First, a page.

Friday, July 25, 2014

How to Teach a Cat to Walk on the Leash in a City

Taking photos with a tablet PC is harder than it looks. But Pepper does stay still enough most of the time. Once I get the dongle in the mail I should get more photos of her playing and exploring, and some video. Anyhow, onto today's topic!

The first step, one that is easier for dogs, is trust. The cat must trust you enough, they need to understand that when you tell them to do something, or not to do something, it is for their best interest only. This does require a bit of spoiling them, but for most cat friendly humans this is what we do anyway.

To know when they are ready watch for a few behaviors. The first is that they will start to walk with you through the house or apartment, matching your pace and darting ahead less often unless they know where you are going. This is the most prominent behavior to look for, it's a sign that they know you well enough to understand your intentions.

Another behavior is the lap time. When they try to cuddle on your lap at every opportunity they are showing trust, they know they are very safe. Not all cats like laps though, body heat can make them feel too hot or they just can't get comfortable. Instead they will often lay right up against you if there is room, the contact is the real sign to look for.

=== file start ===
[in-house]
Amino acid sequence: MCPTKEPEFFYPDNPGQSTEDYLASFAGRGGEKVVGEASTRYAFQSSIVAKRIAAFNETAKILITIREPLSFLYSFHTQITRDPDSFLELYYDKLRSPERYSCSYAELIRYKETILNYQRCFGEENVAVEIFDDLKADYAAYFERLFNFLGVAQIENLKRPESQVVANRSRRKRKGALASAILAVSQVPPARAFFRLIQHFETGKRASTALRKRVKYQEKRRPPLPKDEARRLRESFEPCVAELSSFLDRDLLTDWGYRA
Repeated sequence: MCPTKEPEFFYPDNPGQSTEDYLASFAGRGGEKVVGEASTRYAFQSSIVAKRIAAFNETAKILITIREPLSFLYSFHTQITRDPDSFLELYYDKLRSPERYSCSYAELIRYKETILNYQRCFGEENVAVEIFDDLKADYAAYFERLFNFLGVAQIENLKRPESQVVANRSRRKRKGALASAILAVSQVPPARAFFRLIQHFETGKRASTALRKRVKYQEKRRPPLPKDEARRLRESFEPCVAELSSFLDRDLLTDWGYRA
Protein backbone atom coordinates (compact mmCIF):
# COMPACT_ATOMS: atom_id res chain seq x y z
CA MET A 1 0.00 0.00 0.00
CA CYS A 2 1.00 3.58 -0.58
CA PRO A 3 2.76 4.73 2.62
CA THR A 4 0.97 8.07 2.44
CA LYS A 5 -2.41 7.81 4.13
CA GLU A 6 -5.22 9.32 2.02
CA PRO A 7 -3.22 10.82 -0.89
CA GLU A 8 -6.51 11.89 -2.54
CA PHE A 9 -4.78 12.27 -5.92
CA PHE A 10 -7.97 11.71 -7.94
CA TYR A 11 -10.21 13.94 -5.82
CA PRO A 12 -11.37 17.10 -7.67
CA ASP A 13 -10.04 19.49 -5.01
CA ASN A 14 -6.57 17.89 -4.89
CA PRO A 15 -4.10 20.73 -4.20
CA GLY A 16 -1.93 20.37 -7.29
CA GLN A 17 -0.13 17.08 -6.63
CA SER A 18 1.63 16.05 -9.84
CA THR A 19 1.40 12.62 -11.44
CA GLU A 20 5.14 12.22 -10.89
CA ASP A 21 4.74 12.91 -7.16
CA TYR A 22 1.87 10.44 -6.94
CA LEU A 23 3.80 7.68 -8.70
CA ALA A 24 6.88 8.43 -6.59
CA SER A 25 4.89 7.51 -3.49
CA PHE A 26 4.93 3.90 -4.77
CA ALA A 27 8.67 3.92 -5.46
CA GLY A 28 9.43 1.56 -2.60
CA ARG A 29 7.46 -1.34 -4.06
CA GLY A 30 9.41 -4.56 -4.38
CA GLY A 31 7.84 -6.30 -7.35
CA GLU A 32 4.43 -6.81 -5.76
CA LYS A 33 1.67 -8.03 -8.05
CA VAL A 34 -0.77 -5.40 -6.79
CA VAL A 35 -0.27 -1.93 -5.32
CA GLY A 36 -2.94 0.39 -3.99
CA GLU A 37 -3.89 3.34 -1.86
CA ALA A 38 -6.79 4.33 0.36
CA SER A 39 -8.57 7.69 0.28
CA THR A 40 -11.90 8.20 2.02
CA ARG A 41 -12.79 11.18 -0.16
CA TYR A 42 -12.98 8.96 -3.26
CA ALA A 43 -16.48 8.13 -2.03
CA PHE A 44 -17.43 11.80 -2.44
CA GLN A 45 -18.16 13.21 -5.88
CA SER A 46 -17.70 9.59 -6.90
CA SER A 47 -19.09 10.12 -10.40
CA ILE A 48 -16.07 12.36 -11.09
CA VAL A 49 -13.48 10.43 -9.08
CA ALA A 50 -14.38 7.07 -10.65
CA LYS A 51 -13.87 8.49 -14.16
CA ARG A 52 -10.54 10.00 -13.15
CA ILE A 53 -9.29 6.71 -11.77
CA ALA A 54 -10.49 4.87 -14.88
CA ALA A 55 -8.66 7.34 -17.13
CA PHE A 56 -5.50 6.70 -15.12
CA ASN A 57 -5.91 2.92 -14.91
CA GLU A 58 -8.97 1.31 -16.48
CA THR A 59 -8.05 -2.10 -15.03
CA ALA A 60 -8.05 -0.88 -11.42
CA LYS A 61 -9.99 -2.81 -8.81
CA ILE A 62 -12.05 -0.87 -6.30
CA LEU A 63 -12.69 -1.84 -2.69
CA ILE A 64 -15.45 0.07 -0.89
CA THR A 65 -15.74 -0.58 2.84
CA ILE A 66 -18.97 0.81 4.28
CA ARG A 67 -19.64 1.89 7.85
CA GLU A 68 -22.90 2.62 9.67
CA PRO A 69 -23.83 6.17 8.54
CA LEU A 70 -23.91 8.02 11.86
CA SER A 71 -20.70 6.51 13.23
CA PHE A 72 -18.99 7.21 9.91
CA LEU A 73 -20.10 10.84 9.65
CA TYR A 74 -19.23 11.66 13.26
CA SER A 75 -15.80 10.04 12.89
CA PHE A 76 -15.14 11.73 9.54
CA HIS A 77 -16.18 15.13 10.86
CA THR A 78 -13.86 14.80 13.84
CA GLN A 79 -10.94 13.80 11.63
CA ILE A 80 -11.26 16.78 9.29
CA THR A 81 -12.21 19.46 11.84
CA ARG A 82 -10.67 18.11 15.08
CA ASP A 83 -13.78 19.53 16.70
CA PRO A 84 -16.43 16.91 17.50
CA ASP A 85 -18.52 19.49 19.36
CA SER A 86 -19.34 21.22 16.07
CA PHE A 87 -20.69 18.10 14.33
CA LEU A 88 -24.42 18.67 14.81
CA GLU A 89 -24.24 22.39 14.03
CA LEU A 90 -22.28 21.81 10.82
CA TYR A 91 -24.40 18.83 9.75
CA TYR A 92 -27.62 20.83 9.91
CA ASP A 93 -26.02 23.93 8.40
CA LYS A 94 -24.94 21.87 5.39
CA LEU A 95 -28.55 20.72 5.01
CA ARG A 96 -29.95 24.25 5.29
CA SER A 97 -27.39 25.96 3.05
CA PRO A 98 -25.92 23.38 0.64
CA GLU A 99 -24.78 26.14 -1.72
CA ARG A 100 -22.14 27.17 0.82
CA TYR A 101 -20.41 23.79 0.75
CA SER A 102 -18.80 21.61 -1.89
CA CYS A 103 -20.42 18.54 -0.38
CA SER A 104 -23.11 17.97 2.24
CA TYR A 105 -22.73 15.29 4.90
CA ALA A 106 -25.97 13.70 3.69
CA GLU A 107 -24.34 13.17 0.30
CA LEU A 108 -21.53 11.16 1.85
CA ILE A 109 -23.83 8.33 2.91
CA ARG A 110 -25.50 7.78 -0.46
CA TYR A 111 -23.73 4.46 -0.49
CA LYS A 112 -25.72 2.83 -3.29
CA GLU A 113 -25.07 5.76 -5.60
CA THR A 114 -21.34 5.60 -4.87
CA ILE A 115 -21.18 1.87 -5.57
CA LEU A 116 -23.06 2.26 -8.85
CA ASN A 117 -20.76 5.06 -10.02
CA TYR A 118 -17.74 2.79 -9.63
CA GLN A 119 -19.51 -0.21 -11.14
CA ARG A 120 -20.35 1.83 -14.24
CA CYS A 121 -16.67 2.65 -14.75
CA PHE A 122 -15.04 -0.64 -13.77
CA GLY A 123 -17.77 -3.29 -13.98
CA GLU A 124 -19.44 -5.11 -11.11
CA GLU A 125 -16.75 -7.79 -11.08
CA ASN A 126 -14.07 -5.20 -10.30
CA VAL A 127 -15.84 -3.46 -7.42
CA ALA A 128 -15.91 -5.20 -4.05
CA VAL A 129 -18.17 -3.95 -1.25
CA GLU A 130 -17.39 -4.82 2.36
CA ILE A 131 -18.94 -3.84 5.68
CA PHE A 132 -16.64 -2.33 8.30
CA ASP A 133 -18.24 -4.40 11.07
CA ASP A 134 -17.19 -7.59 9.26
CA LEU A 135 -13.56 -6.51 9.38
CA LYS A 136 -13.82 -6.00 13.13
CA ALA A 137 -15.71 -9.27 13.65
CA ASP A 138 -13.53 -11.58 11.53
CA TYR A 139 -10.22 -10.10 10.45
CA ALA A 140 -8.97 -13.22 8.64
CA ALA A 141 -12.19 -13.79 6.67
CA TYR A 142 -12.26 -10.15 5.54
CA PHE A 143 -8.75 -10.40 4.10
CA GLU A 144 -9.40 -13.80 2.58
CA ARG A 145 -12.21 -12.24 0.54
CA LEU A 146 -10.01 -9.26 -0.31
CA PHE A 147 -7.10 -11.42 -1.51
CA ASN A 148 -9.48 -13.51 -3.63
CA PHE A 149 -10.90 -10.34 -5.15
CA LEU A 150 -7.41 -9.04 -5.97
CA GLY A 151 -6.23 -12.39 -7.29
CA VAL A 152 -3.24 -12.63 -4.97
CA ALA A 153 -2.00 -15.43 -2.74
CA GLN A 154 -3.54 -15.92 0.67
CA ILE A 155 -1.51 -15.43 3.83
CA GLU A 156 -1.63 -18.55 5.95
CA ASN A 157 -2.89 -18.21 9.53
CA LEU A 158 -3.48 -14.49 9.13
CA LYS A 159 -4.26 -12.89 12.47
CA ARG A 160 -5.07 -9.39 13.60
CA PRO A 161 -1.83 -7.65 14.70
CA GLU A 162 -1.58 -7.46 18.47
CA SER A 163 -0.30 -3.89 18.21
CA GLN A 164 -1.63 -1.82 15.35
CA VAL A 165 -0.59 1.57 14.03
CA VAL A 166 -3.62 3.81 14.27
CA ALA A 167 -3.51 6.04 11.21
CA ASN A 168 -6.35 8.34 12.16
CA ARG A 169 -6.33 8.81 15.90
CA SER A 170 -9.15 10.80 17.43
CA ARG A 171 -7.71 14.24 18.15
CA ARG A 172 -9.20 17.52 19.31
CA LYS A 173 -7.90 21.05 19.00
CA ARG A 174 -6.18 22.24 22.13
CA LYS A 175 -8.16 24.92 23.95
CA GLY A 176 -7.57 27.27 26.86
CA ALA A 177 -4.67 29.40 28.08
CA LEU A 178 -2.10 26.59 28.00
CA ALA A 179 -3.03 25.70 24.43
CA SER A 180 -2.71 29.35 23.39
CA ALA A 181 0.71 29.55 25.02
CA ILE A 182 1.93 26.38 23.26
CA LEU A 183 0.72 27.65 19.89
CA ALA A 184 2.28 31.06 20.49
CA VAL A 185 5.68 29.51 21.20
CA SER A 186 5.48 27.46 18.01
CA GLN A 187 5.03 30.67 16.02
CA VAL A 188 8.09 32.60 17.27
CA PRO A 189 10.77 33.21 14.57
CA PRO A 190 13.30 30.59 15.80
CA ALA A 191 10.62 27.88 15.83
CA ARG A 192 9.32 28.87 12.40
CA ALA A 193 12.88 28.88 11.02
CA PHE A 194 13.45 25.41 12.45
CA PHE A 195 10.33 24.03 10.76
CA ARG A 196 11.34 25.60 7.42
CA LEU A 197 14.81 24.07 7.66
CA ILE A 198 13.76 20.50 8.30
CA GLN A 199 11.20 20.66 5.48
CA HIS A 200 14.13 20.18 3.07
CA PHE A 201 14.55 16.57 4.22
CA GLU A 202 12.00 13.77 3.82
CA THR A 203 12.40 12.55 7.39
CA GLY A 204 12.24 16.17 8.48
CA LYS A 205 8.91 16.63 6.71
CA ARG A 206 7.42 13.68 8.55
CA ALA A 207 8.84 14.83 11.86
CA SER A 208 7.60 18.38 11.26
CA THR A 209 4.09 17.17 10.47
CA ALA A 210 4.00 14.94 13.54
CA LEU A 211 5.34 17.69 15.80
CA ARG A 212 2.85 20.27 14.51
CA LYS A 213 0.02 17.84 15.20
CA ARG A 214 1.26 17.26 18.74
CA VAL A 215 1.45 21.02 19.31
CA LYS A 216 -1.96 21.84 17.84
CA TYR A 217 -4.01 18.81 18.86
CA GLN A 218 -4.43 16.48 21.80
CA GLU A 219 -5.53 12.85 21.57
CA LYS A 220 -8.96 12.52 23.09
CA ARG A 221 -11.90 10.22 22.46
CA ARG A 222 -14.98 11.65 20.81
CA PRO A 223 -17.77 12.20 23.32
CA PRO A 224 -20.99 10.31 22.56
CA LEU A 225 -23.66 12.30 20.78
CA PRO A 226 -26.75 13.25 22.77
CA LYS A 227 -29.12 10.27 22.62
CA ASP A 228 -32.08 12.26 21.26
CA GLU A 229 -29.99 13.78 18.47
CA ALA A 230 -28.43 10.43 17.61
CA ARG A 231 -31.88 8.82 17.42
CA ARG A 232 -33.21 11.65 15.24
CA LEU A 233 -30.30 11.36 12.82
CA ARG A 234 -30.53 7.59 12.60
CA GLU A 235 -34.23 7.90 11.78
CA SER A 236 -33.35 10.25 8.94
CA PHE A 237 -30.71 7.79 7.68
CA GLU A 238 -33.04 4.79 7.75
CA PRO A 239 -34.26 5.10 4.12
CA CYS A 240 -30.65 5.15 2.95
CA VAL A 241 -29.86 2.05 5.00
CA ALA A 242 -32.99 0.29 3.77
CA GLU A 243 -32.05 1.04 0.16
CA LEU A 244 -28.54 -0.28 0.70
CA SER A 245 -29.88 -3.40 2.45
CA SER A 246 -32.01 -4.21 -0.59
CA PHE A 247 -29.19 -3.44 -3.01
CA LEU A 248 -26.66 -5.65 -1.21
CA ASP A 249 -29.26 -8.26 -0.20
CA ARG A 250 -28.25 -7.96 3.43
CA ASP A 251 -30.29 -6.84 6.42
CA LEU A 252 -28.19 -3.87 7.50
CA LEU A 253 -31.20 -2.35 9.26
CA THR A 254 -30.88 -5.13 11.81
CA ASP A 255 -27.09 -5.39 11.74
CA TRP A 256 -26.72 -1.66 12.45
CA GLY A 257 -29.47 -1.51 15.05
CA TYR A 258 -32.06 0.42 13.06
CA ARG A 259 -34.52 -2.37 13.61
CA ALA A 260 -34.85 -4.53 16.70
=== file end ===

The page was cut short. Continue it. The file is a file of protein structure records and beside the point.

There are many other behaviors that are less common, some very rare, you will have to know your cat well to spot them so I will not cover them here. Once these behaviors become so regular that you expect them, your cat is ready for the lessons.

The trick is not to train them, but to teach. As with all animals, you must be patient and allow them to move at their own pace. Never punish, but reward good behavior. For cats the ignoring technique is pretty effective at getting them to learn a particular behavior is bad. I will detail this technique a bit more in another blog as it is not useful here.

So, you put the harness on them, you can be firm but always be gentle, if they squirm too much then set the harness out so they can look at it and wait for another day. Laying the harness in the open and encouraging them to sniff, even play with, it will help them figure out that it's harmless. Once the harness is on them, they will most likely resent it at first.

This is typical, just watch closely and make sure they don't hurt themselves trying to get it off. Perseverance is your best friend here. You may need to repeat this many times, leaving it on them for short times until they finally stop panicking. Not all cats will do this though, many just get angry at you for putting it on them.